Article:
H4H 40 Hour Famine: is it Worth it?

37 students and a teacher (a big thank you to Mr. Davis for participating) started their fast on Thursday after school, and 29 students participated in the sleepover in the library Friday night.

They raised nearly RM4000 to contribute toward helping others build a better home for their families. Emily ’18, alone raised RM520!

While ISKL has been holding this event for the past 5 years, and this years H4H (Habitat for Humanity) 40 Hour Famine comes to an end, we find a question raises itself: does fasting for two days raise the awareness it needs?

Tanya ‘20, an executive of H4H believes that this event is valuable to our community.

“You experience what other people are going through and that in a way makes you more involved in it.”

The 40 Hour Famine required participants to raise at least RM100, but Tanya ‘20 says, “you’re not just raising money to build a house,” instead, “it’s more along the lines of ‘I’m raising money for these people that go through this everyday.’”

However, this event is not only about raising awareness and money, it is also about allowing people to understand what it’s like to not have money for food or adequate shelter.

Mr. Tremarco, the faculty supervisor of H4H says this event brings people together for one cause. Eri ‘19, another executive of H4H states, “by doing this, the toughness impacts people and we learn more about how the less fortunate feel.”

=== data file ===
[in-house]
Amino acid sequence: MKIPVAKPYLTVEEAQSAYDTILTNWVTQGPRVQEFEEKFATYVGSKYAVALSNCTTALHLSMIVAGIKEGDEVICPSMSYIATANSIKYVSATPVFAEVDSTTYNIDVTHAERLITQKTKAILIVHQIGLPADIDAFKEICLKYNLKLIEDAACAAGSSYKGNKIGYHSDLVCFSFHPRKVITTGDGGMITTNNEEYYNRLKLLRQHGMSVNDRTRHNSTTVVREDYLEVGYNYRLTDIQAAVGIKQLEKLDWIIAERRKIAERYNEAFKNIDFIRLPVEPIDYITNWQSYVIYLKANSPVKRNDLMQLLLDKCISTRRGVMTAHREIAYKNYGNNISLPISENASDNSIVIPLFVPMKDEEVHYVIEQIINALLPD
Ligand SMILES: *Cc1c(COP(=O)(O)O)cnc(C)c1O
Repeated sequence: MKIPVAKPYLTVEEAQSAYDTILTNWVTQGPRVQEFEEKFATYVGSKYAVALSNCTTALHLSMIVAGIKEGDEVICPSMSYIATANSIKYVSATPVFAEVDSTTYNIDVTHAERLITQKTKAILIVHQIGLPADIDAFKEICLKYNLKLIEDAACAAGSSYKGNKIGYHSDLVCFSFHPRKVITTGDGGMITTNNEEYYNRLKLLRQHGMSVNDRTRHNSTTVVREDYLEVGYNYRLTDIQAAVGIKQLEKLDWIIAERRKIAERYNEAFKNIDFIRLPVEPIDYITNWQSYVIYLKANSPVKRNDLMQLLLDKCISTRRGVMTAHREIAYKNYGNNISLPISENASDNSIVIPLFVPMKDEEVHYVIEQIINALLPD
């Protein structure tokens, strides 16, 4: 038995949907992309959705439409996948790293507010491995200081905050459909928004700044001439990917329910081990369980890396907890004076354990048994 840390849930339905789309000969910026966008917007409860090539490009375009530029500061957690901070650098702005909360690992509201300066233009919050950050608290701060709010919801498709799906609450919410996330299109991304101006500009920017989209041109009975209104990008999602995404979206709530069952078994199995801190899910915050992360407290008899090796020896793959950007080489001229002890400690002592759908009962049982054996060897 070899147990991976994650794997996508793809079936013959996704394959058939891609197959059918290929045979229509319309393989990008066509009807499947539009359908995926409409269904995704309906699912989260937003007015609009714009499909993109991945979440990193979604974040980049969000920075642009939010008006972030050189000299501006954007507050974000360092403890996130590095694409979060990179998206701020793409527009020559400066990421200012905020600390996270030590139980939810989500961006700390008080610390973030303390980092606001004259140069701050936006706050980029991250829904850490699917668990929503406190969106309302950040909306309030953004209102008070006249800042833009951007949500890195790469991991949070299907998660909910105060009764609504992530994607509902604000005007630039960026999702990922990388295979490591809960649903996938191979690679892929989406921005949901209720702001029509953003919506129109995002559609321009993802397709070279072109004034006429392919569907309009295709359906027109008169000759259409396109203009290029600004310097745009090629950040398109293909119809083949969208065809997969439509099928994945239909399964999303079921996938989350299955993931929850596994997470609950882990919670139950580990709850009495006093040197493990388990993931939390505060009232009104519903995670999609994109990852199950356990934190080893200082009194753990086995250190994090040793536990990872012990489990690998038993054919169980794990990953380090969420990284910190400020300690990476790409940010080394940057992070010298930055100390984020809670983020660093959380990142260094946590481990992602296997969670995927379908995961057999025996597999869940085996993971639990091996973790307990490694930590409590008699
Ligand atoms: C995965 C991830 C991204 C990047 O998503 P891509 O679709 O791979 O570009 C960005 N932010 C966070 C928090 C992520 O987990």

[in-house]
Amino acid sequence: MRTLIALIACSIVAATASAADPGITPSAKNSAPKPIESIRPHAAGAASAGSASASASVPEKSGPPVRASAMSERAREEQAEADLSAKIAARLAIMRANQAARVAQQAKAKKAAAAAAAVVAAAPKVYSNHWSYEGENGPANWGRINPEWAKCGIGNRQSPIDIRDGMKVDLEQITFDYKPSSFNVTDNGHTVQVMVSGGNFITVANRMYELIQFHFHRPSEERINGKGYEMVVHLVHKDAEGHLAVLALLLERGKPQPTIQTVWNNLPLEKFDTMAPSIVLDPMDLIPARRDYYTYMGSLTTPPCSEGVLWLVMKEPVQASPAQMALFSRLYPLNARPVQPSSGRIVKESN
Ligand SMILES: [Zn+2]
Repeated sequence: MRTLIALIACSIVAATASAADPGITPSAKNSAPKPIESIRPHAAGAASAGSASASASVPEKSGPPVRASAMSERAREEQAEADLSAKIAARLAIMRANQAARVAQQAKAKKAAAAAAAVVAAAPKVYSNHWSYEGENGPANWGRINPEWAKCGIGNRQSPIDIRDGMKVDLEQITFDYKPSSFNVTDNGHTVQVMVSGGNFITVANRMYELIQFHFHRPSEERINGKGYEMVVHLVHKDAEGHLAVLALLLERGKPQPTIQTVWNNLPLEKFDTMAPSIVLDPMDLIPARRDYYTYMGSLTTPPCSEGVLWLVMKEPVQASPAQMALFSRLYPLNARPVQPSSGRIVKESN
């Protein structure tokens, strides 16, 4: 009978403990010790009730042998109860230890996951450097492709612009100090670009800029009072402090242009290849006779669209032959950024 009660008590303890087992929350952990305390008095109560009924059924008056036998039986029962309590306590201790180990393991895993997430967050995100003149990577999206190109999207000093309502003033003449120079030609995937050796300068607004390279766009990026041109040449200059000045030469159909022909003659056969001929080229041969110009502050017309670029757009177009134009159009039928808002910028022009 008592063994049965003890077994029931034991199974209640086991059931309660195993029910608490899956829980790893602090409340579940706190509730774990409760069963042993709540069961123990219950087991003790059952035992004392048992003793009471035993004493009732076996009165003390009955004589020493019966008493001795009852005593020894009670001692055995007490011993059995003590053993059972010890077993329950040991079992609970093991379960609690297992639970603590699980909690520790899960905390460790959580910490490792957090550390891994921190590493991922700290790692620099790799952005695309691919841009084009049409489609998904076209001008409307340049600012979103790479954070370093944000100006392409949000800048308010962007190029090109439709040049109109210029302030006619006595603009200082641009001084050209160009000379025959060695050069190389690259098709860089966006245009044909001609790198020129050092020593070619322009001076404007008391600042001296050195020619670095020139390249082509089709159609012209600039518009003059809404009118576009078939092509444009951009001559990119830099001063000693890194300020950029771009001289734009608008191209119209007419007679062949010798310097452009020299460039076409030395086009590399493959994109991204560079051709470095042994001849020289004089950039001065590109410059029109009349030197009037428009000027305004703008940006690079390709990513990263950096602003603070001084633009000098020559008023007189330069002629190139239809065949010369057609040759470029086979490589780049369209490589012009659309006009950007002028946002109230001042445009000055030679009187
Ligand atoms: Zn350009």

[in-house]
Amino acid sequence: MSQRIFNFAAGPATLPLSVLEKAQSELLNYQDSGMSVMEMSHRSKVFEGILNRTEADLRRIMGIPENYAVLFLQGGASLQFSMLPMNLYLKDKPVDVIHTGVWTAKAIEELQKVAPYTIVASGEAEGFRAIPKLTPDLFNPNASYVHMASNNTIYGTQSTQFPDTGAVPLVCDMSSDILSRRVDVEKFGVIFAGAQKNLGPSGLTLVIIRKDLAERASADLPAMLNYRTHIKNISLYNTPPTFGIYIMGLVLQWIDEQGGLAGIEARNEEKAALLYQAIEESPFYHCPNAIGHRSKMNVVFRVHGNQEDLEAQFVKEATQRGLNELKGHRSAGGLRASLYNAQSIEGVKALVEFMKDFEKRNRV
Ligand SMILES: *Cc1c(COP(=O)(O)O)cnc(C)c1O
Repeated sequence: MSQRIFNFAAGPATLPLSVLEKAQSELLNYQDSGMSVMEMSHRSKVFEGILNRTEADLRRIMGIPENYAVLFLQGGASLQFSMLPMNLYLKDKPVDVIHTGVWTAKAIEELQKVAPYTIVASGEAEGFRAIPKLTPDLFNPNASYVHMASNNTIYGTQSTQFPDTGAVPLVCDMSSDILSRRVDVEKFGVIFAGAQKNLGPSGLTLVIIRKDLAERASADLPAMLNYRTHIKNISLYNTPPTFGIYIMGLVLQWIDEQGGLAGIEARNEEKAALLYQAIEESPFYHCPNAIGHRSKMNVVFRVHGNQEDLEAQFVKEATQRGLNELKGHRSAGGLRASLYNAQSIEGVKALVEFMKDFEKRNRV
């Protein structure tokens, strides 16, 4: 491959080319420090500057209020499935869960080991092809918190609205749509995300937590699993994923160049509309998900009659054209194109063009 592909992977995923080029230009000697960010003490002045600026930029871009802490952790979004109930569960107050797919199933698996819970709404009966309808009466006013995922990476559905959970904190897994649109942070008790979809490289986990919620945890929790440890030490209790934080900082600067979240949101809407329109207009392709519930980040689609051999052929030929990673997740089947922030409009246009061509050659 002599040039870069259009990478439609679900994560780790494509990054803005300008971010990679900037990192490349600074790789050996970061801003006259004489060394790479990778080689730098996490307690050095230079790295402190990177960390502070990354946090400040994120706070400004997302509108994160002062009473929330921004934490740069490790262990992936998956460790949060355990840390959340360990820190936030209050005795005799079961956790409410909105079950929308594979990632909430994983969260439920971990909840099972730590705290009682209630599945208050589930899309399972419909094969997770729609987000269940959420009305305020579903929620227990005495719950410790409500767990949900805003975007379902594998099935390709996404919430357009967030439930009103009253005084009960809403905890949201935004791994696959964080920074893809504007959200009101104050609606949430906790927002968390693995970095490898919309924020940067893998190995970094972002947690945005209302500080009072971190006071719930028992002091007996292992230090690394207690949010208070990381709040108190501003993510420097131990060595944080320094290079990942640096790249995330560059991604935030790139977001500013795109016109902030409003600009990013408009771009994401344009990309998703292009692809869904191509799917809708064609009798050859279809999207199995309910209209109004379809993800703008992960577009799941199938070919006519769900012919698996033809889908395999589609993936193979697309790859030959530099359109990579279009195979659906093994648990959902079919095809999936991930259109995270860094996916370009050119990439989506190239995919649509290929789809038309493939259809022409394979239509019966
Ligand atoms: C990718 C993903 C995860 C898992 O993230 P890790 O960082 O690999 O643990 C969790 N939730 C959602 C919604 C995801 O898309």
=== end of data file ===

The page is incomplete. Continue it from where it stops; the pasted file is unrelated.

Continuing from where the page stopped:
In fact, it’s not just the awareness, money raised and the experience that makes this event worthwhile; this event gives people a chance to bond. “It gives me a good experience with my friends where I’m able to make memories and raise money and awareness at the same time,” Rena ‘17 expresses.

Some students are participating in this event for the second time.

Eri ‘19 says, “I continue to participate in this event because I think it’s important for me to know the impact this has on our lives and how the money I collect from other people and the money I donate helps others in the world.”

“We’re making people aware that not everyone is as privileged as us,” Tanya ‘20 states.

“Although it might not be such a great impact to the world, we’re still making a big impact in our own community.”